A Family's Fight Against Heart Disease
It's a condition that often goes undetected but can have devastating effects.
It entered Meghan and Tyler Kocher's lives approximately 20 years ago when their seemingly healthy eight-year-old cousin Zach died while he was swimming. Tests revealed Zach suffered from long QT syndrome, a dangerous arrhythmia that can cause the heart to go into lethal ventricular fibrillation.
Several years later, Tyler was undergoing a routine sports physical when his doctor noticed something on his electrocardiogram. Further tests revealed Tyler also had long QT syndrome.
At the time, he was 12 and too young for an implantable defbrillator/pacemaker. So Tyler, who lived for sports, says he turned into a "couch potato. There really wasn't much I could do."
A year later, he became what is believed to have been the youngest patient in Ohio to receive an Implantable Cardioverter Defibrillator/pacemaker. And it was around this time Meghan was diagnosed with the same condition, after she fainted during a track meet.
Genetic testing revealed other family members also had long QT syndrome, including the siblings' mother and aunt, who was Zach's mother.
Their experiences led Tyler, 28, and Meghan, 25, to careers related to heart and vascular disease. Tyler is System Project Manager for OhioHealth Heart & Vascular Services and Meghan is a cardiovascular sonographer at the McConnell Heart Hospital. "I look at hearts all day."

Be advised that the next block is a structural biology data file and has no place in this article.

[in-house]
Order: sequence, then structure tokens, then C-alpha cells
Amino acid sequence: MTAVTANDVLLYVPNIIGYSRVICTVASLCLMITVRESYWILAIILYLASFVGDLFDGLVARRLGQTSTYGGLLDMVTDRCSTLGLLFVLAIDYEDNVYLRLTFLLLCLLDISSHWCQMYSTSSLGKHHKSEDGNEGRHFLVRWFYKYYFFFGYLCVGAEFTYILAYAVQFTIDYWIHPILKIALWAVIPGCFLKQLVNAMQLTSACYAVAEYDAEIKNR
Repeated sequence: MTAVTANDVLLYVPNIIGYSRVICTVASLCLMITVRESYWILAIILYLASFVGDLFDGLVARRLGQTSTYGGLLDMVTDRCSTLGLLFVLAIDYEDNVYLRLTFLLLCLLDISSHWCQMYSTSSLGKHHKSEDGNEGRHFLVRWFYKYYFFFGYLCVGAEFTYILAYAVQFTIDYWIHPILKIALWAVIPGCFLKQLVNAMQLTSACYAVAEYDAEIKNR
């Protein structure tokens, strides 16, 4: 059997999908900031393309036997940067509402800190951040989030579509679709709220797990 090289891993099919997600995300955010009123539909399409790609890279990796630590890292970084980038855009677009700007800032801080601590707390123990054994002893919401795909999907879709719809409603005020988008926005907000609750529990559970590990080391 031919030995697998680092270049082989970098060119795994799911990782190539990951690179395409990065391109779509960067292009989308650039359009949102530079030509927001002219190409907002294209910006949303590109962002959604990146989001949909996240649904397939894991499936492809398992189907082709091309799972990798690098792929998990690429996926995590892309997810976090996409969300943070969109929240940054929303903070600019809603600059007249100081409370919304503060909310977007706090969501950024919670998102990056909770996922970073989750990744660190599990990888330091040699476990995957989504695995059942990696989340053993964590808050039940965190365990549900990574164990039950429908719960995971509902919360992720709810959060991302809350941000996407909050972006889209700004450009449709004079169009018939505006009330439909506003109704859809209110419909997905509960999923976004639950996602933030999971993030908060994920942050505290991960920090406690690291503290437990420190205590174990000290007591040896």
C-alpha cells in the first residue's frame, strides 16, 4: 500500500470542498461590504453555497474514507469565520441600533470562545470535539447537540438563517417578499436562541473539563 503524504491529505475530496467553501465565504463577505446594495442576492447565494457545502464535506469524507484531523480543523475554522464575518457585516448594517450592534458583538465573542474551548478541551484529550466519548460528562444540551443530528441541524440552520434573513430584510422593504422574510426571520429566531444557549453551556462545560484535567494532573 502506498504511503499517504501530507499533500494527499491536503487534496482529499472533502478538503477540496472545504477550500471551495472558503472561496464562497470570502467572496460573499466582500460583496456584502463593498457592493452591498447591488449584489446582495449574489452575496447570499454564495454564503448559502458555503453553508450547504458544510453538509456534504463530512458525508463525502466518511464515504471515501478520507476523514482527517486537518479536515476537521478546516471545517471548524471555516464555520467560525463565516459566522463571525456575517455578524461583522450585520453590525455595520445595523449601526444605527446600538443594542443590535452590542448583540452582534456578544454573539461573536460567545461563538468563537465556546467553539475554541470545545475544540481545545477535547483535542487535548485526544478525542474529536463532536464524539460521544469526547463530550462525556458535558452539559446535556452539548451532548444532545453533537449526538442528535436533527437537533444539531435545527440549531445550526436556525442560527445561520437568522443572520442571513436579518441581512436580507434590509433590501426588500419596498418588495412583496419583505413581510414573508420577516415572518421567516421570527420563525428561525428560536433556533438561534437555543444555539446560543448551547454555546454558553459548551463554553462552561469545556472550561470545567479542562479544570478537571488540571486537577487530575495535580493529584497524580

Their brother Kyle is a nurse at the McConnell Heart Hospital, where he also cares for heart patients. He does not carry the genetic mutation that causes long QT syndrome, and he also participates in the walk.
Tyler and Meghan experienced problems with their devices and ultimately had them removed, preferring medical management. One of the reasons they walk is to help develop better treatments and technology. "Ours were implanted in the early stages, and they are still coming along an evolutionary curve," Tyler says.
Treatment today is more personalized, says Tyler, who praises his physicians for "thinking outside the box" when he approached them about having his device removed.
He's learned living with an arrhythmia doesn't mean being a couch potato. He regularly runs marathons. "I just have had to be mindful of how I'm feeling."
Meghan and Tyler want to help spread awareness about long QT syndrome, which often goes undiagnosed until a person experiences sudden cardiac death. All too often, those experiences happen to young people during sports or other strenuous activities.
"We are walking for our family," Tyler says. Last year, they walked for Zach.